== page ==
After reading The 6ix by my friend Dawnna, I’ve been writing down every job that gets done in my business.
The purpose of this is to then separate the jobs that I must do myself from jobs which can be taught, delegated or maybe even eliminated.
The exercise is eye-opening. I can now see just how much stuff goes into my business. And it’s a lot.
So much, in fact, that if someone had shown me this list of activities before I started a business, I may have chosen to not even start one.
What this means:
Sometimes it’s better to not know what lies ahead. I started my business because some basketball players wanted to learn how to train themselves the same way I trained myself. If I’d have known all the work and time that would be required of me moving forward, maybe I would’ve just stayed playing ball and making YouTube videos.Done one step at a time, anything is possible. Click To Tweet
Done one step at a time, anything is possible. It wasn’t until I started doing the laying-out process of assessing every area of my business that I realized just how much work was being done, and how much I had been doing myself at times. Taken on as one new thing a a time, it never seemed like it was that much. But I can surely see how, with all the information available to us these days, how a new entrepreneur can feel a sense of overwhelm looking at starting their own business. Which takes us back to the previous point: Just start as simply as possible. You may not want to know what lies ahead for you.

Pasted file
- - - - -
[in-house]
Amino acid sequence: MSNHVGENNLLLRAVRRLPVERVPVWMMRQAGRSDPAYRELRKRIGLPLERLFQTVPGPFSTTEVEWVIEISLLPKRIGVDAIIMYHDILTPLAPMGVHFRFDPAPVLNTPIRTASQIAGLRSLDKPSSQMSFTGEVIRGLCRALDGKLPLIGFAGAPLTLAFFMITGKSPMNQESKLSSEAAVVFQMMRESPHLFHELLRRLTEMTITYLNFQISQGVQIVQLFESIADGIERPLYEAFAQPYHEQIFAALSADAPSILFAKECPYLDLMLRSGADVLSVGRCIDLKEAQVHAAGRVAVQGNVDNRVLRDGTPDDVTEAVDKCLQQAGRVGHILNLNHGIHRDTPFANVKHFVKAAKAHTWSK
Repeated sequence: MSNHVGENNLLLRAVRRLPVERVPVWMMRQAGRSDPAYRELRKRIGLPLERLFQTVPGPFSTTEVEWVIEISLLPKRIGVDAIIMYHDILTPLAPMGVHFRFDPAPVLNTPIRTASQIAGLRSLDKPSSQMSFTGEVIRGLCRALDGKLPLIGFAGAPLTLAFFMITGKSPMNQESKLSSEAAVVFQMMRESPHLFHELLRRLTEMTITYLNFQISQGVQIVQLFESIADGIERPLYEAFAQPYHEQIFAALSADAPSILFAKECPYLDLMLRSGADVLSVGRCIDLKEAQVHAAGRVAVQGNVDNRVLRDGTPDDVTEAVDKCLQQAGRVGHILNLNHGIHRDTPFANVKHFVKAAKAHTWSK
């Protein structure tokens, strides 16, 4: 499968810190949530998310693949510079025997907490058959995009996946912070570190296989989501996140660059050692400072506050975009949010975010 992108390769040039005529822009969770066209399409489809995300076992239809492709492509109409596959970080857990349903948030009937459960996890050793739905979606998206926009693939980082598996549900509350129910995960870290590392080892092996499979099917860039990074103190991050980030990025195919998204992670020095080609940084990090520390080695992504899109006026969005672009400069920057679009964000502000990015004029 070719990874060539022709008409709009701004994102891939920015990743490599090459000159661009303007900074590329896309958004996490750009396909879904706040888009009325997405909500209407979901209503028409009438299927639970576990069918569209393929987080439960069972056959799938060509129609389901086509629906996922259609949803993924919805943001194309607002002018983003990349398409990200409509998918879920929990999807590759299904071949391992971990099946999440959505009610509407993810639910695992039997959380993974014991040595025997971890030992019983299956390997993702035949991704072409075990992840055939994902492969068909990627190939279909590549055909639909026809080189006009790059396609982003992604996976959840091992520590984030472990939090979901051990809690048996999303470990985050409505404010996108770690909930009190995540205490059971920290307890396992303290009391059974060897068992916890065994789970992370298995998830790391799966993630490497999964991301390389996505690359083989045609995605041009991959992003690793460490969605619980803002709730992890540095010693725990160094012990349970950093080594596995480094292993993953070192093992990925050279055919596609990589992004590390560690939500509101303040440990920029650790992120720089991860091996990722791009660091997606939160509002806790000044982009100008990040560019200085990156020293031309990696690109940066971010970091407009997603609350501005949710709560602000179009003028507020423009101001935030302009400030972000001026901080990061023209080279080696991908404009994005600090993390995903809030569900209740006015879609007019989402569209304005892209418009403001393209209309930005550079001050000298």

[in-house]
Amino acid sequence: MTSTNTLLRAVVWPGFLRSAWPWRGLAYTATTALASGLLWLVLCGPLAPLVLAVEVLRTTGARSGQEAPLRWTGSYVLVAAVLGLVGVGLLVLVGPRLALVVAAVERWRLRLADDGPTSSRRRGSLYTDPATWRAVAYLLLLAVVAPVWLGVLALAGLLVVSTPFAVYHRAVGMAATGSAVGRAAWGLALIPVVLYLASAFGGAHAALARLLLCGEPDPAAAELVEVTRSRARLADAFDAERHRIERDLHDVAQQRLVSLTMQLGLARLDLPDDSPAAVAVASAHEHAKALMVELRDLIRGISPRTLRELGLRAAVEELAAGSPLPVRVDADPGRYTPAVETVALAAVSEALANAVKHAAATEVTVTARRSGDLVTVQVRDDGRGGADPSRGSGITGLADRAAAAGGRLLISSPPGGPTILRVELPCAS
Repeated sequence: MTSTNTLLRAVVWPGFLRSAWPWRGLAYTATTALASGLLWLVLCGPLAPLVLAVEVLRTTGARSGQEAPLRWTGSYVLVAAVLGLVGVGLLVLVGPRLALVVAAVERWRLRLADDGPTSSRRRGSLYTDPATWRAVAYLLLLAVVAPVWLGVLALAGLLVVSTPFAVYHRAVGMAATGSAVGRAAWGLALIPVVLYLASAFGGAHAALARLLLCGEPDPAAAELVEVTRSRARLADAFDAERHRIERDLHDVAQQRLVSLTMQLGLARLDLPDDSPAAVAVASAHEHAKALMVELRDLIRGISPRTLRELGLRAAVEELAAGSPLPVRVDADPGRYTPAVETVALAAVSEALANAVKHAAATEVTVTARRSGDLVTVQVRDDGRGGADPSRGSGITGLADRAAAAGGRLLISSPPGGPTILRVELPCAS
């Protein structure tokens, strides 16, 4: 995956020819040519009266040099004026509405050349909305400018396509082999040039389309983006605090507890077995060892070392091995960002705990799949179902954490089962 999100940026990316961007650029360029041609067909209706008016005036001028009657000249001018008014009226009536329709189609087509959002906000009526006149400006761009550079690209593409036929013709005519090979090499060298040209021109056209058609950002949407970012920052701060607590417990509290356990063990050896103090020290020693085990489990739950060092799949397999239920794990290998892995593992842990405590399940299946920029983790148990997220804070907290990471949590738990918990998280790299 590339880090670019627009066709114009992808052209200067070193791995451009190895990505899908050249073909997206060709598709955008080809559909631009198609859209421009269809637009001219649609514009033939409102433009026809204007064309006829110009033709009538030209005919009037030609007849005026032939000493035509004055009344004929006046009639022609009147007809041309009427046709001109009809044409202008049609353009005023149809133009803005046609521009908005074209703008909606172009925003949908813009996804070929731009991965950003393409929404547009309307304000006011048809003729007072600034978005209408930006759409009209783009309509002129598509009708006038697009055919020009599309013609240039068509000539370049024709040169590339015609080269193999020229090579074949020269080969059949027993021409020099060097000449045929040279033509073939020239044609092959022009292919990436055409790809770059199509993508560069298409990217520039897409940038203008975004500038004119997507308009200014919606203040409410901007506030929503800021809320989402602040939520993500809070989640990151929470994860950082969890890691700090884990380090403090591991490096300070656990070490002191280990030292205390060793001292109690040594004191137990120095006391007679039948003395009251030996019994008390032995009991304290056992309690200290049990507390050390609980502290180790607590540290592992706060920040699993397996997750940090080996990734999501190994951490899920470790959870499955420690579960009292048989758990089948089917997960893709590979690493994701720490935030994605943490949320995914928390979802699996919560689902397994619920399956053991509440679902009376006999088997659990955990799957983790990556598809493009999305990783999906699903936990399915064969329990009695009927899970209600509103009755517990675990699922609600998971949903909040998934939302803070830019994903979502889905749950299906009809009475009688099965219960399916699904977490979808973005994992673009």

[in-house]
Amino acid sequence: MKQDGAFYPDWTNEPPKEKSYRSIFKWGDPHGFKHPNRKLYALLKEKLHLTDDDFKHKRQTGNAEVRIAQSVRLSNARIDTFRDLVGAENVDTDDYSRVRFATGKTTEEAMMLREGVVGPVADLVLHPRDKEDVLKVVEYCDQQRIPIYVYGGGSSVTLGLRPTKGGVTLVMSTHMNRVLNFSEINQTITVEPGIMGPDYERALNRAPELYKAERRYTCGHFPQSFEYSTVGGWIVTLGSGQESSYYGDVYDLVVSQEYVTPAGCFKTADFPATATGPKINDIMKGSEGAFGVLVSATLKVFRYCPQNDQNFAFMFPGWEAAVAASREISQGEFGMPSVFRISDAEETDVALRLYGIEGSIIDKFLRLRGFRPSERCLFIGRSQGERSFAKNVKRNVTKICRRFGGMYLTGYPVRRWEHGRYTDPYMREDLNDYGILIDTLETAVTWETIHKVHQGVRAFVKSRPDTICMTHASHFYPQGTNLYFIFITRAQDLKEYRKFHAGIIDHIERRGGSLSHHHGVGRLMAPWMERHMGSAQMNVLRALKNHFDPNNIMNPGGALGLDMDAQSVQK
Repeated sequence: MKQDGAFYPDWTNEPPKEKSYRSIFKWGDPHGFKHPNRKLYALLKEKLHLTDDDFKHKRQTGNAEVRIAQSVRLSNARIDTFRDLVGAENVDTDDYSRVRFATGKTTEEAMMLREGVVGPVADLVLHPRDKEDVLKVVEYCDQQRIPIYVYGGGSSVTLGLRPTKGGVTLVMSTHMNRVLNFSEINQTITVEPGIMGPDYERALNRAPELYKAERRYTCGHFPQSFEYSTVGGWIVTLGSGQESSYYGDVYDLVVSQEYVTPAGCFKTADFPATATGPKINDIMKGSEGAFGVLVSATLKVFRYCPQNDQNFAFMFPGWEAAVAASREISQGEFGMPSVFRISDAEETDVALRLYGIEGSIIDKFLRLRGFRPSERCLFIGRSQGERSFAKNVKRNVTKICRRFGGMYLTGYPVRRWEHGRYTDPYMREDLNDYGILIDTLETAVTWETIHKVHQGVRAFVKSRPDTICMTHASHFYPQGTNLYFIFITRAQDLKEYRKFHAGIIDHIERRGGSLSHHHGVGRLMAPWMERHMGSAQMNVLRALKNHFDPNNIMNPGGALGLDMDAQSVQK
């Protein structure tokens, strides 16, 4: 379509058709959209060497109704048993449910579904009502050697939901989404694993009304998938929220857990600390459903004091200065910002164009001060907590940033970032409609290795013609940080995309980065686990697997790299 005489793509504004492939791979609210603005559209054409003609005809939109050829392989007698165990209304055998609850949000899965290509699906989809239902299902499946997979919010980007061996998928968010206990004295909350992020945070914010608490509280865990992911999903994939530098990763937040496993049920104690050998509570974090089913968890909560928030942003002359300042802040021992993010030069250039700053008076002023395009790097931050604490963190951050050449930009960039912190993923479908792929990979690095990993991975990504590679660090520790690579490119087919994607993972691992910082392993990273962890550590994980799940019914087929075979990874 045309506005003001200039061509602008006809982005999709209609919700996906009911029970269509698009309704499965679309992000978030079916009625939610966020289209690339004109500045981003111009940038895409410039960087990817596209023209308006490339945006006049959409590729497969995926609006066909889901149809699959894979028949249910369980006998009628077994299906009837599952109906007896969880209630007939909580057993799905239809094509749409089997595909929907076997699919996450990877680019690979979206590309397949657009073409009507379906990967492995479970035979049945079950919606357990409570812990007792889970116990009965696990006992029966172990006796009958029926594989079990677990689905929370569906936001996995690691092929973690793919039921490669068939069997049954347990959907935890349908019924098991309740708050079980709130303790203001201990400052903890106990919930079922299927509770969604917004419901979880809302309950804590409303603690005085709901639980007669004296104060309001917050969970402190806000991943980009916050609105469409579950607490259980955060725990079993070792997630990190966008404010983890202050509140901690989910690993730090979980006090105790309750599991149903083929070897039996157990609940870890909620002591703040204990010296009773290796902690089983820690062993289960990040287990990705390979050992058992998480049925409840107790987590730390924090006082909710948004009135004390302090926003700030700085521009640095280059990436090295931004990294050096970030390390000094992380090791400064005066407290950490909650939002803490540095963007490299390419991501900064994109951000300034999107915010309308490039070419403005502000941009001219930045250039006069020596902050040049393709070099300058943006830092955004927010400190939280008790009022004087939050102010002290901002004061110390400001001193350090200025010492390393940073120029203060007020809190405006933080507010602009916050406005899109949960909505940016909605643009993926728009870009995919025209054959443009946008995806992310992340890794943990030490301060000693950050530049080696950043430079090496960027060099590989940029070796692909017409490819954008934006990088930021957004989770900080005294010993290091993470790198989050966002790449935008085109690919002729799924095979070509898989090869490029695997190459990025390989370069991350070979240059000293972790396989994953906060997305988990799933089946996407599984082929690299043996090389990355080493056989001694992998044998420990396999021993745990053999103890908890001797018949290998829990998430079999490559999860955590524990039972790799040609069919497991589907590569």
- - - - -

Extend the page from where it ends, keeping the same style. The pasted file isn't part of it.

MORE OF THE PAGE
If you want to scare someone into paralysis, show them the big picture of everything that goes into a plan. This is the #1 thing that stops people from getting started. People feel they have to do everything they see someone else doing in one day, ignoring the fact that eppel have been building their brands and businesses for years before you hear about them and regard them as successful.
All of this comes down to one word: Discipline.
The Mirror Of Motivation: The Self-Guide To Self-Discipline
Are you disciplined enough to start with step #1, complete it, then move on to step #2 and so on, knowing there may be 250 total steps to take?
Are you disciplined enough to not feel overwhelmed in taking in the enormity of a project, and simply get to work on the taks that’s in front of you?
Are you disciplined enough to start where you stand, as a beginner if that’s the case, and not use time or complexity or comparison to others as your excuse?
Some things are better not known. The above questions, though, you need to know.
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